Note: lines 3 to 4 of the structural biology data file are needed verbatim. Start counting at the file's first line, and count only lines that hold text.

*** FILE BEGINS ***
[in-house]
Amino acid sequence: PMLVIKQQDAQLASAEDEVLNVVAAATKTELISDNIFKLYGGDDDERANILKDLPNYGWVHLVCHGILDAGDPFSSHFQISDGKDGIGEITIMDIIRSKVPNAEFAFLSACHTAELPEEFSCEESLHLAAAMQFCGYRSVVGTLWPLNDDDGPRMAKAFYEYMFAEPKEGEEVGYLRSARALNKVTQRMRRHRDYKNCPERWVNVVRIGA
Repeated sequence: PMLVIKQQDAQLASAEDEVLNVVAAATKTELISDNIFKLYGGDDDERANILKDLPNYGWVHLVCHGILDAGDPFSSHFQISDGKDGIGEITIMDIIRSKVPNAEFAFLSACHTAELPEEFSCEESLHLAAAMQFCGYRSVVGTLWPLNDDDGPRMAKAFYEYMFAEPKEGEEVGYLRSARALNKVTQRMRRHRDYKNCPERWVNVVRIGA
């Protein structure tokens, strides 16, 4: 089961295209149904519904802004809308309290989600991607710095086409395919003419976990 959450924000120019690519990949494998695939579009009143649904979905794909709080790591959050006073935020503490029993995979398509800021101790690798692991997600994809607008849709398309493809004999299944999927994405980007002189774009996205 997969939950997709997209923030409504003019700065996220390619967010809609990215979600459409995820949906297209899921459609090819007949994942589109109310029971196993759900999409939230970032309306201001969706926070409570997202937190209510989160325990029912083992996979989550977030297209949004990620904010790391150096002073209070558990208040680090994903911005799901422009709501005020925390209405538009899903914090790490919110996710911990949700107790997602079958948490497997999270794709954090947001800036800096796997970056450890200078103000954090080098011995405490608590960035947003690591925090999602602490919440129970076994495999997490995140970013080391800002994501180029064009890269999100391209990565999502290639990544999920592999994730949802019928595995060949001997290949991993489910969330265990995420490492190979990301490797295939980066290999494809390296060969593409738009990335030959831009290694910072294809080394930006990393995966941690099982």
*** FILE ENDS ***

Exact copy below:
Repeated sequence: PMLVIKQQDAQLASAEDEVLNVVAAATKTELISDNIFKLYGGDDDERANILKDLPNYGWVHLVCHGILDAGDPFSSHFQISDGKDGIGEITIMDIIRSKVPNAEFAFLSACHTAELPEEFSCEESLHLAAAMQFCGYRSVVGTLWPLNDDDGPRMAKAFYEYMFAEPKEGEEVGYLRSARALNKVTQRMRRHRDYKNCPERWVNVVRIGA
């Protein structure tokens, strides 16, 4: 089961295209149904519904802004809308309290989600991607710095086409395919003419976990 959450924000120019690519990949494998695939579009009143649904979905794909709080790591959050006073935020503490029993995979398509800021101790690798692991997600994809607008849709398309493809004999299944999927994405980007002189774009996205 997969939950997709997209923030409504003019700065996220390619967010809609990215979600459409995820949906297209899921459609090819007949994942589109109310029971196993759900999409939230970032309306201001969706926070409570997202937190209510989160325990029912083992996979989550977030297209949004990620904010790391150096002073209070558990208040680090994903911005799901422009709501005020925390209405538009899903914090790490919110996710911990949700107790997602079958948490497997999270794709954090947001800036800096796997970056450890200078103000954090080098011995405490608590960035947003690591925090999602602490919440129970076994495999997490995140970013080391800002994501180029064009890269999100391209990565999502290639990544999920592999994730949802019928595995060949001997290949991993489910969330265990995420490492190979990301490797295939980066290999494809390296060969593409738009990335030959831009290694910072294809080394930006990393995966941690099982």